We all know that the purpose of computer passwords is to protect personal information that you’ve stored on your computer, as well as in your online accounts.
With access to confidential passwords, cyber-criminals (they come in all shapes, sizes and flavors – so don’t be fooled), can and will, steal your identity and without a doubt, severely compromise your financial security. Stolen passwords have the potential to cause serious havoc in your life.
There are numerous ways of course that a password, or software license key, can be stolen. Popular methods employed by cyber criminals include:
Email scams: Email scams work because the Cyber-crooks responsible use social engineering as the hook; in other words, they exploit our curiosity, emotions and fears, to start the process of infecting unaware computer users’ machines
Search engine redirection: Cyber-crooks continue to be unrelenting in their chase to infect web search results, seeding malicious websites among the top results returned by these engines. Malware, including password stealers can be installed on a computer simply by visiting a site.
Drive-by downloads: Drive-by downloads are not new; they’ve been lurking around for years it seems, but they’ve become much more common recently. They are crafted to automatically download and install malware, including password stealers, on your computer without your knowledge.
Now, added to the burden we already carry in protecting our computers, our private personal information, and our confidential financial information, we have to be careful, and perhaps even suspicious of our friends, or for that matter anyone, who inserts a USB drive including MP3 players, into a USB port on our computer.
USBThief is a free hacking application available for download on virtually every torrent download site that I investigated – which can be installed on a USB flash drive, or even an iPod, or other MP3 player. I haven’t tried to install this on a Digital Camera, but I suspect (with some modification), that it can be done. Consider how often a friend, or family member, has connected any one of these peripherals to your machine.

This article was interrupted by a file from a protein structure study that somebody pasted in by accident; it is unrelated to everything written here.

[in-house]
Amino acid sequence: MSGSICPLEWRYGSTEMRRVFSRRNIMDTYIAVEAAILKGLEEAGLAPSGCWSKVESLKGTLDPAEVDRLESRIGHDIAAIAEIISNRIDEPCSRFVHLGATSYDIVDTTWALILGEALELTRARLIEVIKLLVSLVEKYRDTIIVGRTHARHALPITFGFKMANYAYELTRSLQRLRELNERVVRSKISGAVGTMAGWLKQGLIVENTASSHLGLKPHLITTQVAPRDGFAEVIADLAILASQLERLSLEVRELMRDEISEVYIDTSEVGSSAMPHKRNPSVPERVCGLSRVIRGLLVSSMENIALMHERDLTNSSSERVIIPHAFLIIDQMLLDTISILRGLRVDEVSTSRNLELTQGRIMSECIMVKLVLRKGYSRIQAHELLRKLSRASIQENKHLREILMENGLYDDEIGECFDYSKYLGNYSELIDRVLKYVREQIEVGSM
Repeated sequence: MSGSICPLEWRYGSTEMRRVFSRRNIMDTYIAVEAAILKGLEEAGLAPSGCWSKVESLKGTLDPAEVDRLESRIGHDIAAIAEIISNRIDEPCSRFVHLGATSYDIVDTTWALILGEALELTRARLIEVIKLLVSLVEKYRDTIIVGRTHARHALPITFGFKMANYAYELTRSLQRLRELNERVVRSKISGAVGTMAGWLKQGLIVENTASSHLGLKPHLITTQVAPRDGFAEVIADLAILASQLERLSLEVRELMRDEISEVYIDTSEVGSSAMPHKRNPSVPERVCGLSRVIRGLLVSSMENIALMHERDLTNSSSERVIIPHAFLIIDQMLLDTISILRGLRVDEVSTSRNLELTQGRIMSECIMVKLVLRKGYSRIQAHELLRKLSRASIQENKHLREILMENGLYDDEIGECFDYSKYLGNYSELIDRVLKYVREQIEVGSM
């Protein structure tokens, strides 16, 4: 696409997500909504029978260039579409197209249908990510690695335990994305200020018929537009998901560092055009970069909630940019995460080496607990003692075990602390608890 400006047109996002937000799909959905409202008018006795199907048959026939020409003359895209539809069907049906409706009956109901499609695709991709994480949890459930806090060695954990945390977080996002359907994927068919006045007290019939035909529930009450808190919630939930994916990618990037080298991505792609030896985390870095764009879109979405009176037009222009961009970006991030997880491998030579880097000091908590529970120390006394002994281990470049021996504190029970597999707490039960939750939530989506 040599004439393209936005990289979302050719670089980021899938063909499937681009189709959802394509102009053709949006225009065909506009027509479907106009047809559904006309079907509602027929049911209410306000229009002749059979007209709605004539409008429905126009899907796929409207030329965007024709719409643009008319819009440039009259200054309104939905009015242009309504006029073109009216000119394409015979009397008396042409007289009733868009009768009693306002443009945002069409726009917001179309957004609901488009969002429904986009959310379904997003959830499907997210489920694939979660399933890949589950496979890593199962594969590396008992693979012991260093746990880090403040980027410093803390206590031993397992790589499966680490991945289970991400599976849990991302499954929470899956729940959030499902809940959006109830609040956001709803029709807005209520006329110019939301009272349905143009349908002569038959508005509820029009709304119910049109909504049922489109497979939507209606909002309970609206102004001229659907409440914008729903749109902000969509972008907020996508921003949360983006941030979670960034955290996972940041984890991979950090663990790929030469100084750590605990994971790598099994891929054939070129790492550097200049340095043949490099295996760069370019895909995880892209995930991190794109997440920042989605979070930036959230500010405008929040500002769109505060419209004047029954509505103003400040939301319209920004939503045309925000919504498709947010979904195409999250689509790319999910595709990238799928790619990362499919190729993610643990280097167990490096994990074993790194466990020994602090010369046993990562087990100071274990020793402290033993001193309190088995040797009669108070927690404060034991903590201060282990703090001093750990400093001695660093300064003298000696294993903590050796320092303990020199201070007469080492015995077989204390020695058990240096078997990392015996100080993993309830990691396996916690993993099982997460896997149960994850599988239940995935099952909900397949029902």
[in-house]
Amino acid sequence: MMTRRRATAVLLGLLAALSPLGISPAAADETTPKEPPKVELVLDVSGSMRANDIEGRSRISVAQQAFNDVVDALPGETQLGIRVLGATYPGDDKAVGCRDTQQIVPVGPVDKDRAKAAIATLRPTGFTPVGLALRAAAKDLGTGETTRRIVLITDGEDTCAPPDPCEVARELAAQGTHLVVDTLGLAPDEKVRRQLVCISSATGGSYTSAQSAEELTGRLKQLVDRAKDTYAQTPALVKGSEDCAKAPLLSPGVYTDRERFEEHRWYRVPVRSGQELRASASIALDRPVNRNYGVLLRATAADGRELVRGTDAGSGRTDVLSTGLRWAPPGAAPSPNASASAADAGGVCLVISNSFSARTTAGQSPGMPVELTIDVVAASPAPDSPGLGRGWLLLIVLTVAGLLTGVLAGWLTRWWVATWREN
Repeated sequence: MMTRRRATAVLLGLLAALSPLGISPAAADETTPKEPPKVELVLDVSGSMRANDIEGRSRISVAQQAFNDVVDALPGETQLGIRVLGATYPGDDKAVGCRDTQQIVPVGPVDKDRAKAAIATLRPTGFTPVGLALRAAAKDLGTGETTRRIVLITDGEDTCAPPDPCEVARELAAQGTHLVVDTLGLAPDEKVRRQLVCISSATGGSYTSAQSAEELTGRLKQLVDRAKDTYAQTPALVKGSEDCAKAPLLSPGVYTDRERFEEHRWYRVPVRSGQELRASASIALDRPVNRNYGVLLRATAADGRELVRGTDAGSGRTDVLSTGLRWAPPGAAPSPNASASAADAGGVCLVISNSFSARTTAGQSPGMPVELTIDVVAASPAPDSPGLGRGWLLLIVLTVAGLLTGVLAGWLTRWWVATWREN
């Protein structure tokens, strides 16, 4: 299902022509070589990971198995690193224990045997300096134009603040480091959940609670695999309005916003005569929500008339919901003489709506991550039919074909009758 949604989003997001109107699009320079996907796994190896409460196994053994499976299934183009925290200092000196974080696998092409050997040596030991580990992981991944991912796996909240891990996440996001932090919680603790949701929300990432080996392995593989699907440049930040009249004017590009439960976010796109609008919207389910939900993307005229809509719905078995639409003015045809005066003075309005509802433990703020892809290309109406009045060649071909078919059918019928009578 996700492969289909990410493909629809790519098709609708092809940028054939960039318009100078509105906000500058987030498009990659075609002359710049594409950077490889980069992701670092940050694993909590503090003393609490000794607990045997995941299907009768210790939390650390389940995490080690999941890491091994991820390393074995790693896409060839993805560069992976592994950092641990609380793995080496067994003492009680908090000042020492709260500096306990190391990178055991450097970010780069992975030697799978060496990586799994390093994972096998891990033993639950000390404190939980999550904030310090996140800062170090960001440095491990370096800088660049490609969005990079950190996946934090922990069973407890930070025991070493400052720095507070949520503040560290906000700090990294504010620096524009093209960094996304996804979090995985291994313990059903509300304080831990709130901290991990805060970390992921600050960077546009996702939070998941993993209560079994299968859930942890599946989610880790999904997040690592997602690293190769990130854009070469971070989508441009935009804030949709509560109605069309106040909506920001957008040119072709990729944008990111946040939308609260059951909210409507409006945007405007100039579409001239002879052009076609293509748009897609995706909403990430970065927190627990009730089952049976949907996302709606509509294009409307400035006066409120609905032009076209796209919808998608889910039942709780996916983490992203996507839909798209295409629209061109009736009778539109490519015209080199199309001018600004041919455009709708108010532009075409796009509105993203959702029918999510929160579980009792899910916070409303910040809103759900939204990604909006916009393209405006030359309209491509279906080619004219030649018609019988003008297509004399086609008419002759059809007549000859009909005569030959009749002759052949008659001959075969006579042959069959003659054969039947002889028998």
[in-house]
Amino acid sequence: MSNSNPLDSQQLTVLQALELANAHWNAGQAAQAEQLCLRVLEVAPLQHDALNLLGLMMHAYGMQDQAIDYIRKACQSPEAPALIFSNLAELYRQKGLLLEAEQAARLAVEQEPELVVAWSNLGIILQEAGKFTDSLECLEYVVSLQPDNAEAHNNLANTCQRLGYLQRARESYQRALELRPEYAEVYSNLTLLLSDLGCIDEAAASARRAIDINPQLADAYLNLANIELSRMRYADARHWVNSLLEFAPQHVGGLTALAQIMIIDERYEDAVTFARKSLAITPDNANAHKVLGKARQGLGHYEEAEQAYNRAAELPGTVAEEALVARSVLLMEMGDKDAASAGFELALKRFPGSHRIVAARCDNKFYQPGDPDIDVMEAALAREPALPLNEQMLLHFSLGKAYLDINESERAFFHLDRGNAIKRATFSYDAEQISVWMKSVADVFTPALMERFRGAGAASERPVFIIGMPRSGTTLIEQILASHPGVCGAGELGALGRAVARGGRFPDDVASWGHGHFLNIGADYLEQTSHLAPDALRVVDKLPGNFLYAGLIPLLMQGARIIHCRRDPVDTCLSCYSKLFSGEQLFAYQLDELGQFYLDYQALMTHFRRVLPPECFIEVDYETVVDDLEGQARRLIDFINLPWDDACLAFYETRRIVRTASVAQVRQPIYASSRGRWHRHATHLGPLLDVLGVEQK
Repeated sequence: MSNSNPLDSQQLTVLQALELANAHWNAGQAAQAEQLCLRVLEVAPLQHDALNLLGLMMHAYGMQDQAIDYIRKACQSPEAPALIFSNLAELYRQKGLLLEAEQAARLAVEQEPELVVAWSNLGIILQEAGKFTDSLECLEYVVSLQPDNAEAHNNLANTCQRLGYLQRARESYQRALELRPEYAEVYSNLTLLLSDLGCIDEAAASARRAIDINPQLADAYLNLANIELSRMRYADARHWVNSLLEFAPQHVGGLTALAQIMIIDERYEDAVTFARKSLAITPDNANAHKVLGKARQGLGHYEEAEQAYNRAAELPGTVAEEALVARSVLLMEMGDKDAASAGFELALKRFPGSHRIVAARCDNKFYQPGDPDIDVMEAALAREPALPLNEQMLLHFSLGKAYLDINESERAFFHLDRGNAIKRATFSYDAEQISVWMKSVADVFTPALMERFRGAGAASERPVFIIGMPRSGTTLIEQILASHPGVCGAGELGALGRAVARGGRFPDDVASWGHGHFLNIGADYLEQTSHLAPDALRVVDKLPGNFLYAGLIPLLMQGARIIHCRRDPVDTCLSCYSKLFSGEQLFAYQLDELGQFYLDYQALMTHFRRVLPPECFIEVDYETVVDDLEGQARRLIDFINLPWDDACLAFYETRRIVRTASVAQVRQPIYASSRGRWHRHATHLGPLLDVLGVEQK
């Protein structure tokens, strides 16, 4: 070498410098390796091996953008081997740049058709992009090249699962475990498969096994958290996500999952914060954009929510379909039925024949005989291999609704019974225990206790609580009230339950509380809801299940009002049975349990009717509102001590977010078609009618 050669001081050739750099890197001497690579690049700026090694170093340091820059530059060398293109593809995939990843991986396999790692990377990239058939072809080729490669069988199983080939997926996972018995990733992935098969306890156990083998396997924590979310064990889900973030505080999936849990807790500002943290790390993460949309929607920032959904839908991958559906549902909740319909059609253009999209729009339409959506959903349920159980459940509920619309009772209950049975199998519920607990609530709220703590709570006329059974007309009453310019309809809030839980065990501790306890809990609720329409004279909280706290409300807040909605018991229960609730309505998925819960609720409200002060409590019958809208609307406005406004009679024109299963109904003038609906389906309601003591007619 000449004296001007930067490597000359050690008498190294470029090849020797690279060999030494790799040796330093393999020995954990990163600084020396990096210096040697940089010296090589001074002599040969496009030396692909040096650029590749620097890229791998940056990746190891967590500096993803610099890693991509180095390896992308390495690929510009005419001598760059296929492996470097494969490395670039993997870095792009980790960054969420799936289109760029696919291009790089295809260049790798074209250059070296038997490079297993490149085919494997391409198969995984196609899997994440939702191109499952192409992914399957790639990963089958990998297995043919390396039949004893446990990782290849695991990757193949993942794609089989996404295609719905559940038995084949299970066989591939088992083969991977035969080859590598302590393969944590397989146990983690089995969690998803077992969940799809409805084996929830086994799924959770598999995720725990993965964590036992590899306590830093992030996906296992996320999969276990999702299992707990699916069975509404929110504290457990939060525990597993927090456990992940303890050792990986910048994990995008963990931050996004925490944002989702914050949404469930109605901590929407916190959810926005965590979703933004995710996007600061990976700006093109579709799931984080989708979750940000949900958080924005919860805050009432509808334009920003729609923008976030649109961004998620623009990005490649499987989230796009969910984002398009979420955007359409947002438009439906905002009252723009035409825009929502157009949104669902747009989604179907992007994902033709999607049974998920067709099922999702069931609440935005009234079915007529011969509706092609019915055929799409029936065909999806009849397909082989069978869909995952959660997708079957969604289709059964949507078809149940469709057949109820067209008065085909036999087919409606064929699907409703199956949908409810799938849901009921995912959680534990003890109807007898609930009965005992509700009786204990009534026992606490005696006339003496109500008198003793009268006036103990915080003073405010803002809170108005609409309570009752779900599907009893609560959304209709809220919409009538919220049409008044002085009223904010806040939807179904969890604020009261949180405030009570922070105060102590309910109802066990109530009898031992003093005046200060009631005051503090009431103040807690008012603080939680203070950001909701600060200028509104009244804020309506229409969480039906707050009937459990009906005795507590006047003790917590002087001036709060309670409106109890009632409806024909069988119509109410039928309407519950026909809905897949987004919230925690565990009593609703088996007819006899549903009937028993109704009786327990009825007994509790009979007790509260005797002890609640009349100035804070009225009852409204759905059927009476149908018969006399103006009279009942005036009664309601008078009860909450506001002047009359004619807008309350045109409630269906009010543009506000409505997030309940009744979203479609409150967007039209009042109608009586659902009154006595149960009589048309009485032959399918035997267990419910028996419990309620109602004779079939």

USBThief has been designed and crafted with only one purpose in mind, and that is to steal both the passwords, and software keys, on the duped party’s computer.
The culprit doesn’t need to be a seasoned hacker; all that’s needed is that an ethically challenged individual download the program; decompress the archive and put all the files located in the folder “USBThief” onto a USB drive.
After connecting and removing the tweaked USB drive from the victim’s computer, the cyber-criminal simply views the dump folder to view the captured information.
Should you now be suspicious of your family, or your friends? Of course not; but you do need to be aware of the ever increasing challenges we all face in protecting our valuable information.
Good news for all of us however, is in the works. Windows 7 addresses this problem with its Guest Mode feature which when activated, will prevent users from writing to any USB, or other attached device or drive.
2 responses to “USBThief – Designed to Steal Your Passwords”
It surprises me in the government and in the enterprise settings where users can bring an USB flash drive to work, plug it in, and basically do whatever they want. I could see a disgrunted employee (and there are lots of ’em) taking advantage of something like this to attempt thievery or cause harm… Thanks for pointing this one out.
Yes, it’s amazing how often government and enterprise, “doesn’t know, what
it doesn’t know”.